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Published In: Species Plantarum 1: 470. 1753. (1 May 1753) (Sp. Pl.) Name publication detailView in BotanicusView in Biodiversity Heritage Library
 

Project Name Data (Last Modified On 8/18/2017)
Acceptance : Accepted
Project Data     (Last Modified On 7/9/2009)
Status: Introduced

 

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1. Philadelphus coronarius L. (sweet mock orange)

Pl. 427 g, h; Map 1908

Twigs with the bark often reddish brown, commonly flaking or peeling by the second growing season. Leaf blades with the undersurface moderately to densely hairy along the main veins, glabrous or very sparsely hairy between the veins. Inflorescence mostly racemes with 5–7 flowers, sometimes appearing as clusters. Hypanthium glabrous or very sparsely hairy. Sepals 4–8 mm long, glabrous or very sparsely hairy on the outer surface, glabrous or densely and minutely hairy along the margins. Style 4–7 mm long at flowering, becoming slightly elongated by fruiting, 4-lobed only toward the tip, the stigmas 2–3 mm long. Fruits 6–8 mm long, 5–6 mm wide. 2n=26. May–June.

Introduced, uncommon and sporadic in Missouri (native of Europe, Asia; introduced in the eastern U.S. and adjacent Canada west to Minnesota and Missouri). Bottomland forests, mesic upland forests, and banks of streams and rivers; also roadsides, railroads, and alleys.

Philadelphus coronarius has been widely cultivated in Europe and the United States, for so long in fact that the exact area of wild origin for the introduced plants is not known. Many varieties and forms have been named and numerous cultivars have been developed, including several dwarf and double-flowered forms (S. Y. Hu, 1954–1956). The species was first reported for Missouri by Mühlenbach (1979) from his collections in the St. Louis railyards.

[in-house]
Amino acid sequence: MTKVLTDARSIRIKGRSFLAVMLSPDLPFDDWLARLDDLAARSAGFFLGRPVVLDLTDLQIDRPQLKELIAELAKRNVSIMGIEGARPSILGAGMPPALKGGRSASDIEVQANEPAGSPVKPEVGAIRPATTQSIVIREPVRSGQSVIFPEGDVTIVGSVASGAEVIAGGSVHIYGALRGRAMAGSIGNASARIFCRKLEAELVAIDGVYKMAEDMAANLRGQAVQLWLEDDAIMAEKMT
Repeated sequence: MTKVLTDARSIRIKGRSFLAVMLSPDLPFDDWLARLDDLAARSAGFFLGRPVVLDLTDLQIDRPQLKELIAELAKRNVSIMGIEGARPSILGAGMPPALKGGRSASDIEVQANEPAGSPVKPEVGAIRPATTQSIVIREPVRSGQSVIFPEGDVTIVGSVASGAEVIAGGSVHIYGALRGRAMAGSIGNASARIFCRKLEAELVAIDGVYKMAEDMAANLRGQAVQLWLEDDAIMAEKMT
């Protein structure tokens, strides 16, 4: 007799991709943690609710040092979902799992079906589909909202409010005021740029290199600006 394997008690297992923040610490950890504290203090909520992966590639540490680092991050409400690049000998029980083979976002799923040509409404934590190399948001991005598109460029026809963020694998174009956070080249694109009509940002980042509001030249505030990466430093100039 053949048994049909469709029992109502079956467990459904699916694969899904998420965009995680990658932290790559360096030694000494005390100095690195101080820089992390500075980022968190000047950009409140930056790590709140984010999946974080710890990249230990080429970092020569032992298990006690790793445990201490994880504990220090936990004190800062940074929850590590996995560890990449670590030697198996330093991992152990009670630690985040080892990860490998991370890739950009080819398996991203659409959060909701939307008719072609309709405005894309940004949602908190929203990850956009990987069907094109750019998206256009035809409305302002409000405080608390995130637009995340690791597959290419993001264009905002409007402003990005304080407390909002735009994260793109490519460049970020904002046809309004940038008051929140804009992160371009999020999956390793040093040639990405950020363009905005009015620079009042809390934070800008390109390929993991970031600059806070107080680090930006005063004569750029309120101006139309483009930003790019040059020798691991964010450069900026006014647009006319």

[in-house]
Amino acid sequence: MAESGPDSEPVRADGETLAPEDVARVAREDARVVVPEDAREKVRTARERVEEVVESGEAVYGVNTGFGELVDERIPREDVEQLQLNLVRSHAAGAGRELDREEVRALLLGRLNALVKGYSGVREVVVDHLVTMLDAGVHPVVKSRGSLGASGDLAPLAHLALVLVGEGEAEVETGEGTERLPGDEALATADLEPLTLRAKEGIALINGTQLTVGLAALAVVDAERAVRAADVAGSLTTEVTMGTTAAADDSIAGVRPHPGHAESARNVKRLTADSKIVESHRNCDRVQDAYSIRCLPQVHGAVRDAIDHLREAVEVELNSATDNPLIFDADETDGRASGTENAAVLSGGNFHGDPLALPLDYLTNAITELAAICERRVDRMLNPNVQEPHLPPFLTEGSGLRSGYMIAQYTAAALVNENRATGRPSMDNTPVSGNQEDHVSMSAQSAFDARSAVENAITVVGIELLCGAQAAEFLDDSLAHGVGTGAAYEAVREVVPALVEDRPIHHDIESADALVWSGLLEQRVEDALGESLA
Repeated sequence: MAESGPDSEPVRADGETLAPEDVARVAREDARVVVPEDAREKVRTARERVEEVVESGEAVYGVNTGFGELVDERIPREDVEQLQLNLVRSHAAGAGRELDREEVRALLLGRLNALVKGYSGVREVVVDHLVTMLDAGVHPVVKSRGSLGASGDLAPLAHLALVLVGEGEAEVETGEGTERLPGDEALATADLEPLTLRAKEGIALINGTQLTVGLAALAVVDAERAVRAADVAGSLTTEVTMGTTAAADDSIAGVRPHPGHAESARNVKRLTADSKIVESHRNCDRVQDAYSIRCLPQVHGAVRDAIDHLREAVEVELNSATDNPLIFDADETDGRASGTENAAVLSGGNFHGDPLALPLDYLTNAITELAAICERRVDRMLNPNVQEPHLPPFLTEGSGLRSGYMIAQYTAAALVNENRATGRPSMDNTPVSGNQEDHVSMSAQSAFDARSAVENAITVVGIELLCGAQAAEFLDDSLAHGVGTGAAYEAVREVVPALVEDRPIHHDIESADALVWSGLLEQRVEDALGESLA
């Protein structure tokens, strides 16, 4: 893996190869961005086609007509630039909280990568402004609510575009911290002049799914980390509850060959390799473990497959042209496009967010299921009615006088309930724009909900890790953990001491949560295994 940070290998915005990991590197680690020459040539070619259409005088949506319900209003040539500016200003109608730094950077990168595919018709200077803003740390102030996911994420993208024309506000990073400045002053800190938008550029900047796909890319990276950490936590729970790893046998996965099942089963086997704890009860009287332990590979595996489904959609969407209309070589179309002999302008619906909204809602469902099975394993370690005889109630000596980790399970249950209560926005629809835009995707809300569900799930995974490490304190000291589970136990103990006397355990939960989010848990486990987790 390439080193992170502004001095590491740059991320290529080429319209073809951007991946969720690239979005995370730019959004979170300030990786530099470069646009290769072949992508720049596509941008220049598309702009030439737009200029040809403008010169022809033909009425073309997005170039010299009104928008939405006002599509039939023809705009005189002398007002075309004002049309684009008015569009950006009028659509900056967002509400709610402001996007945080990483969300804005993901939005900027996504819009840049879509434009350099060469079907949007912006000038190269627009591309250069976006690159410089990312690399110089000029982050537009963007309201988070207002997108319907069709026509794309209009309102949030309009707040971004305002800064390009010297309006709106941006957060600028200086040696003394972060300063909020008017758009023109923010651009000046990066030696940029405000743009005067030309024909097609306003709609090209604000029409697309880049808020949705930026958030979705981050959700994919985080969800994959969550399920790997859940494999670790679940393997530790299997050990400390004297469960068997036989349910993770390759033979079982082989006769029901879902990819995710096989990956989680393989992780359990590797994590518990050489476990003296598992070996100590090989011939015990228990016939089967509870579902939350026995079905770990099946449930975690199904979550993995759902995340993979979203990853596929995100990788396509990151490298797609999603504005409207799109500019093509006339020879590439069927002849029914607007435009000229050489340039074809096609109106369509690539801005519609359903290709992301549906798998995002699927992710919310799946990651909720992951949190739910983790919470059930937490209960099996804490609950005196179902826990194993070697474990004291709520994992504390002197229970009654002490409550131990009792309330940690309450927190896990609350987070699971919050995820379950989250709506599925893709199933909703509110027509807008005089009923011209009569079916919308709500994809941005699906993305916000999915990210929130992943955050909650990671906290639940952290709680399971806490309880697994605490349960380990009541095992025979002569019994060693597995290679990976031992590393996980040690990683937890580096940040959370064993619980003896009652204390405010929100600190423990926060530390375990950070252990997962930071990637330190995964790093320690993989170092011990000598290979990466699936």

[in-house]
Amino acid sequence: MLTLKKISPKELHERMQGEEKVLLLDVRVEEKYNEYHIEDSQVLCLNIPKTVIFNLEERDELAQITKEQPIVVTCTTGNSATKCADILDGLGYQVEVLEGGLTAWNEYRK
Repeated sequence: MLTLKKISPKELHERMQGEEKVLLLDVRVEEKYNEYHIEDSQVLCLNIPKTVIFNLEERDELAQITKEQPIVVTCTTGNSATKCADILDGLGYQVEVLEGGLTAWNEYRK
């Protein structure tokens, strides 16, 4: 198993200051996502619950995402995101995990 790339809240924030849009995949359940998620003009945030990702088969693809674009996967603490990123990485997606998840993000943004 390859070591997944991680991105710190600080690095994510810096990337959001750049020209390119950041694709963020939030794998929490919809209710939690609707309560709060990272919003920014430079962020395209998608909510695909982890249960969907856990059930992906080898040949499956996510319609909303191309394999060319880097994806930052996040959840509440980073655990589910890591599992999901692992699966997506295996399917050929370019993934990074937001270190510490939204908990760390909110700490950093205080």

Another species of Philadelphus has been noted to persist at old homesites, but apparently has not spread from original plantings and thus is not yet recognized formally as a member of the Missouri flora. Philadelphus inodorus L. (scentless mock orange) is a southeastern species that has long been cultivated and has escaped sporadically throughout the eastern half of the United States. Hu (1954–1956) noted specimens from plants cultivated in Hannibal (Marion County) and the city of St. Louis early in the 20th century, and a recent collection from a National Guard training site in Newton County confirms the long persistence of the taxon at homesites. This species most likely will be recorded as naturalized in Missouri in the future. It differs from P. pubescens in its flowers with a glabrous to sparsely hairy calyx and hypanthium, and from P. coronarius in its clusters of 1–3 flowers (vs. 5–7) per branchlet. It also differs from both taxa in its scentless (vs. fragrant) flowers. Hu (1954–1956) treated P. inodorus as comprising several varieties, which are now considered trivial variants unworthy of formal taxonomic recognition by most botanists. The Missouri materials mostly seem to correspond to P. inodorus in the strict sense (var. inodorus of Hu).

 
 


 

 
 
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